At confirmation hearing, Lindsey Graham grills Ketanji Brown Jackson on faith

The exchange revealed that Jackson identifies as a nondenominational Protestant.

Sen. Lindsey Graham, R-S.C., a former chairman of the Senate Judiciary Committee, questions Supreme Court nominee Ketanji Brown Jackson during her confirmation hearing, on Capitol Hill in Washington, March 22, 2022. (AP Photo/J. Scott Applewhite)

WASHINGTON (RNS) — South Carolina Republican Sen. Lindsey Graham grilled Supreme Court nominee Judge Ketanji Brown Jackson about her faith on Tuesday (March 22), an uncomfortable exchange that confirmed Jackson’s status as a Protestant Christian and highlighted questions about the separation of church and state.

The line of questioning emerged during the second day of Senate hearings to determine whether to confirm Jackson to the Supreme Court, with Graham leveraging the moment to air grievances about how Democrats treated past Supreme Court nominees.

After noting Jackson had mentioned her faith during her opening remarks to the Senate Judiciary Committee the day before, Graham asked: “What faith are you, by the way?”

Jackson, who currently serves on the U.S. Court of Appeals for the D.C. Circuit, replied cautiously: “Senator, I am Protestant,” she said, before adding, “nondenominational.”

RELATED: Ketanji Brown Jackson publicly expresses thanks to God but keeps faith history private

Jackson has spoken publicly about her faith recently — both during her announcement as President Joe Biden’s nominee to replace Justice Stephen Breyer and before the Senate Judiciary Committee on Monday — but did not specify her faith tradition in either instance. However, her response to Graham revealed that, if confirmed, she would be one of possibly two Protestants on the court (Justice Neil Gorsuch was raised Catholic but attended an Episcopal church) and the only justice to identify as a nondenominational Christian.

Yet Graham blew past Jackson’s answer, quickly asking whether she could “fairly judge a Catholic.” When Jackson attempted to reply, he interrupted to say he assumed she could before pressing her again: “How important is your faith to you?”

Supreme Court nominee Ketanji Brown Jackson speaks before the Senate Judiciary Committee as she attends the second day of her confirmation hearing, on Capitol Hill, Tuesday, March 22, 2022, in Washington. ( AP Photo/Jose Luis Magana)

Supreme Court nominee Ketanji Brown Jackson speaks before the Senate Judiciary Committee as she attends the second day of her confirmation hearing, on Capitol Hill, March 22, 2022, in Washington. ( AP Photo/Jose Luis Magana)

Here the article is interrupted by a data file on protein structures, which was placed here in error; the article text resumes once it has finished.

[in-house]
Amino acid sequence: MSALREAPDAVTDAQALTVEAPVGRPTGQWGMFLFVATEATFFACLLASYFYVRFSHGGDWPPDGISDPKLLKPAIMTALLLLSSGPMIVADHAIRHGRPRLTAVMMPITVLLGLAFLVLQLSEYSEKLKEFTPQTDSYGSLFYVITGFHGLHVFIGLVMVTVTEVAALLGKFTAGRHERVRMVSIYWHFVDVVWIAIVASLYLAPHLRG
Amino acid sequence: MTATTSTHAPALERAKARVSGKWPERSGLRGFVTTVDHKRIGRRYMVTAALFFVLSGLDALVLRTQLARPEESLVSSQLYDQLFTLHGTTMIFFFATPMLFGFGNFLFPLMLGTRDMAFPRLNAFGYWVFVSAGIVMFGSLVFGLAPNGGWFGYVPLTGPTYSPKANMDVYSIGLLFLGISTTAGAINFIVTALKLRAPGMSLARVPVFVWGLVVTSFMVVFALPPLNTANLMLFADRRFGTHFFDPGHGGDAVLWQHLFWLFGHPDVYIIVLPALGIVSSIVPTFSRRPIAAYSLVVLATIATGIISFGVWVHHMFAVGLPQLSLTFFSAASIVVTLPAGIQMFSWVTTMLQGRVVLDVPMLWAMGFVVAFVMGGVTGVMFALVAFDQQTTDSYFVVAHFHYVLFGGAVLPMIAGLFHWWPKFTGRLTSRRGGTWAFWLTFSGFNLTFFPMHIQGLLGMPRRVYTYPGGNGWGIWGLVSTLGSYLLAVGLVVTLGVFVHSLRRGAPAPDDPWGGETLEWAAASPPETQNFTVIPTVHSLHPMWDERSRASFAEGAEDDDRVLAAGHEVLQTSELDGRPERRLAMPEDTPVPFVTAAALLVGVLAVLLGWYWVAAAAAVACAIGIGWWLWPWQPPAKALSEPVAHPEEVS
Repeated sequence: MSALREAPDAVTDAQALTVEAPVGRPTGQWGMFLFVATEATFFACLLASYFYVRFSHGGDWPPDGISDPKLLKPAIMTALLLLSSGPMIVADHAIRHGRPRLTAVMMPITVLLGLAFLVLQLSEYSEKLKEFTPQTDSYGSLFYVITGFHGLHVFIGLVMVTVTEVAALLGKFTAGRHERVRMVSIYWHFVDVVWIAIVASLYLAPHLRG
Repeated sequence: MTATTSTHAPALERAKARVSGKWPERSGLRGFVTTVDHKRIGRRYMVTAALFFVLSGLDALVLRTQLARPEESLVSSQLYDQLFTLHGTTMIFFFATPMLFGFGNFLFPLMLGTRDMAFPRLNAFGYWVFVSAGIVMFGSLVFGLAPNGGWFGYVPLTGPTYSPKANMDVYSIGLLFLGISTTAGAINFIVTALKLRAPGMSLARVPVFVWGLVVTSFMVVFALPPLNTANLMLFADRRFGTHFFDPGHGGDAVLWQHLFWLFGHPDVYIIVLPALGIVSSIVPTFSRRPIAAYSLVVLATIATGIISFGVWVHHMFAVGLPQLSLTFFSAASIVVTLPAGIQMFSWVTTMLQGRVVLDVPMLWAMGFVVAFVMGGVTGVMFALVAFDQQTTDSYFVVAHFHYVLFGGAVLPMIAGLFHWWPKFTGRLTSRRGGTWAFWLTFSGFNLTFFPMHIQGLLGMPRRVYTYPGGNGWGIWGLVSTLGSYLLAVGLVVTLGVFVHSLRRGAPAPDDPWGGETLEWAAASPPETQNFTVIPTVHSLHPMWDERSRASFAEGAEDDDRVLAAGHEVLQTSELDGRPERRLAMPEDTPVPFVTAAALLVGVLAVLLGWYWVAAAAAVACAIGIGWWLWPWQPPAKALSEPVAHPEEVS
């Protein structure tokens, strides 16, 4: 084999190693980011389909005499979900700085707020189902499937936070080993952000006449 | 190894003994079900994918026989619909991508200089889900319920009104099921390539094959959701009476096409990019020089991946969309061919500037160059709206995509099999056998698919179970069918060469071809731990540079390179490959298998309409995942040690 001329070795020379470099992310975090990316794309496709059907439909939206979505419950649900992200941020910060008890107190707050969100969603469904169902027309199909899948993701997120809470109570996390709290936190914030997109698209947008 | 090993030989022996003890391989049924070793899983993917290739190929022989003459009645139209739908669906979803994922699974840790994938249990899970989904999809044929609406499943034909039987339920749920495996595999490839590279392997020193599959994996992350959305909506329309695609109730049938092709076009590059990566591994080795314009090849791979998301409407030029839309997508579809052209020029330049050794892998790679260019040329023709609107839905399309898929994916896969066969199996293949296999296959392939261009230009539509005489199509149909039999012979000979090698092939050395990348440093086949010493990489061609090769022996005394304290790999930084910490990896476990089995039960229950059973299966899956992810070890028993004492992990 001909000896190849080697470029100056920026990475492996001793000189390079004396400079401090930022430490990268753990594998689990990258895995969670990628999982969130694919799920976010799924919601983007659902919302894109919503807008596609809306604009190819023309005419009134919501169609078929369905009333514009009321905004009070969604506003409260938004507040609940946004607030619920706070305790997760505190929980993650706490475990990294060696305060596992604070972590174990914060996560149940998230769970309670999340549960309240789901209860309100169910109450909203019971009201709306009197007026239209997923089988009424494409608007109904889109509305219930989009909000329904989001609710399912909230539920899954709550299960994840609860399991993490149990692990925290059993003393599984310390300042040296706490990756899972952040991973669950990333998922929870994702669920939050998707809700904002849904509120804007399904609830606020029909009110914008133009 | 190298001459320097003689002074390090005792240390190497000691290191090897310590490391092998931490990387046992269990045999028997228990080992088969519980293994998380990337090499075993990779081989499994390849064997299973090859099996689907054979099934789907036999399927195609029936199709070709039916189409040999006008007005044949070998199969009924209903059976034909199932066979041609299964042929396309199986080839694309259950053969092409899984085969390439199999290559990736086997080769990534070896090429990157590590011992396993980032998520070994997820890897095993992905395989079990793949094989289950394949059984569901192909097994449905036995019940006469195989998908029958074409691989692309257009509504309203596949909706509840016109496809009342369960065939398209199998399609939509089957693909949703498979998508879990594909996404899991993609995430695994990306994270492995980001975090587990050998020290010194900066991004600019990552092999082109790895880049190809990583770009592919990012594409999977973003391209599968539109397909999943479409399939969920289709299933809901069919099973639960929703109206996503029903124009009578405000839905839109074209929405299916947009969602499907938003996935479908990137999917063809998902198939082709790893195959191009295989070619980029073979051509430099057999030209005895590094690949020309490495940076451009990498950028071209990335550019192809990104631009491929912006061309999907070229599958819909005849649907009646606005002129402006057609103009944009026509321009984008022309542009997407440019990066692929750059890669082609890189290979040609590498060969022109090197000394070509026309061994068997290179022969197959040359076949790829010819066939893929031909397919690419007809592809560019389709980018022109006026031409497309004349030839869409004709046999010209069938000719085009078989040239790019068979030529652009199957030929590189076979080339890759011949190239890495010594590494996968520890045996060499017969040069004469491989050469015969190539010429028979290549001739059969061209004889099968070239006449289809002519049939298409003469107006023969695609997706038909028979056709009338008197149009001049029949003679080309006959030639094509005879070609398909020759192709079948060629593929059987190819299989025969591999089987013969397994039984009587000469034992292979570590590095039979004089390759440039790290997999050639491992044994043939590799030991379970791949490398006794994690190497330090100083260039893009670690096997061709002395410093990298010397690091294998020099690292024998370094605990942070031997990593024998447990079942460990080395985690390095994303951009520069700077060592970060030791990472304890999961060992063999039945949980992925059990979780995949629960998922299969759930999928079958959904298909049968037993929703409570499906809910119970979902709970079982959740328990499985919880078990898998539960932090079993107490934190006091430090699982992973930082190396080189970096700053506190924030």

“Personally, faith is very important. But as you know, there’s no religious test in the Constitution under Article Six — ” Jackson began, referencing the section of the U.S. Constitution that bars forcing public officials to submit to religious tests.

Graham interjected: “And there will be none with me.”

Jackson continued: “It’s very important to set aside one’s personal views about things in the role of a judge.”

Graham said he agreed, but continued to pepper Jackson with religion-related questions, such as asking her to rank “how faithful” she is on a scale of 1 to 10 and inquiring how often she goes to church. (“I go to church probably three times a year, so that speaks poorly of me,” Graham said.)

RELATED: Supreme Court nominee Ketanji Brown Jackson: ‘One can only come this far by faith’

Jackson eventually curtailed Graham’s line of questioning by saying: “Senator, I am reluctant to talk about my faith in this way just because I want to be mindful of the need for the public to have confidence in my ability to separate out my personal views.”

Graham then launched into a short speech in which he decried questions Democrats asked of Amy Coney Barrett during her 2017 confirmation hearing to become a federal appellate judge. He singled out a question posed to Barrett, a conservative Catholic, at the time by California Democrat Sen. Dianne Feinstein, who pointed to Barrett’s previous speeches and quipped “the dogma lives loudly within you.”

“The reason I ask these questions is — I have no doubt that your faith is important to you, and I have zero doubt that you can adjudicate people’s cases fairly if they’re an atheist,” Graham said.

“You should be proud of your faith. I am convinced that whatever faith you have — and how often you go to church — will not affect your ability to be fair.”

Democrats largely avoided questions about Barrett’s religious beliefs during her 2020 Supreme Court confirmation hearing, although Republicans referenced it often. In fact, the most direct question about Barrett’s faith came from Graham himself, who asked whether she can set aside her Catholic beliefs when acting as a justice. (Barrett said yes.)

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